Signature Song

Cuckoo birds, apparently, are not always known for their coo-coo call. The squawk of the Sumatran ground-cuckoo, which sounds more like a cry than a coo, is helping researchers detect and protect the rare species.

"We were extremely lucky to have recorded the bird’s unique call," Firdaus Rahman, a researcher with the Bronx-based Wildlife Conservation Society’s Indonesia Program, said in a New Scientist article. "Our team will use the recording to hopefully locate other Sumatran ground-cuckoos, and to eventually secure their protection." 

For 36 years, people thought that the creature was extinct, according to BirdLife International. Since the bird was first spotted again in 1997, only three sightings have been confirmed—and only in Sumatra. Now, for the first time scientists have recorded the double shriek of the bird. They captured the noise while nursing back to health a Sumatran ground-cuckoo brought in by a hunter who accidentally ensnared the bird in a pheasant trap.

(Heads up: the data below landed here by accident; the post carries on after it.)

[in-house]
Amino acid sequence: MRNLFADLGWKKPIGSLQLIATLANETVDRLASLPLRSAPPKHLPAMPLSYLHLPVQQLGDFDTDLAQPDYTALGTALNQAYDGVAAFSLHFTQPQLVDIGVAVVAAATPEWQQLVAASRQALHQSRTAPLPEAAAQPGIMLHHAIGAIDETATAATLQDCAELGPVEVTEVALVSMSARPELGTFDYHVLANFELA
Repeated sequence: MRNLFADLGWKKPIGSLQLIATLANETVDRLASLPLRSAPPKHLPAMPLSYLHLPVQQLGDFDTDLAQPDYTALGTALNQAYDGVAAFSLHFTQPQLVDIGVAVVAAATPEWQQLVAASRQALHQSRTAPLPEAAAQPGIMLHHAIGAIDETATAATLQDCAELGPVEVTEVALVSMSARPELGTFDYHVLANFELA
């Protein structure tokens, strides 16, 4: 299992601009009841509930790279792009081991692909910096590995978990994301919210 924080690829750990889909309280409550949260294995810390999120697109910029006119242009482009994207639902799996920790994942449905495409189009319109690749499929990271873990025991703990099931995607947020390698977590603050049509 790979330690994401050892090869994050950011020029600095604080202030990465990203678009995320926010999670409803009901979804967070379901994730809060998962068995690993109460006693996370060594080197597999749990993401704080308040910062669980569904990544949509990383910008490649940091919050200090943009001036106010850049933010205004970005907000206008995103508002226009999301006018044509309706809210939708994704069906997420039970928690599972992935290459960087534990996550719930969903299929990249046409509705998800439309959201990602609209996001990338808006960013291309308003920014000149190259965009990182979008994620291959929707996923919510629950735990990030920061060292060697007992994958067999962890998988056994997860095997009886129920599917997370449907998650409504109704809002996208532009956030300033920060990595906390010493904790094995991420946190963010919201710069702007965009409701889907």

"With a lot of tropical forest species, you often hear them before you [see] them, so knowledge of their song is absolutely critical," said Adrian Long of BirdLife International in the article.

Ornithologists are also using this method to try to confirm the existence of the ivory-billed woodpecker (a.k.a. the Lord God bird), which many scientists still believe to be extinct.

This finding may help skeptical ornithologists believe that even if sightings are few and far between, bird species once thought to be extinct still might have a chance to sing.


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Issue 25

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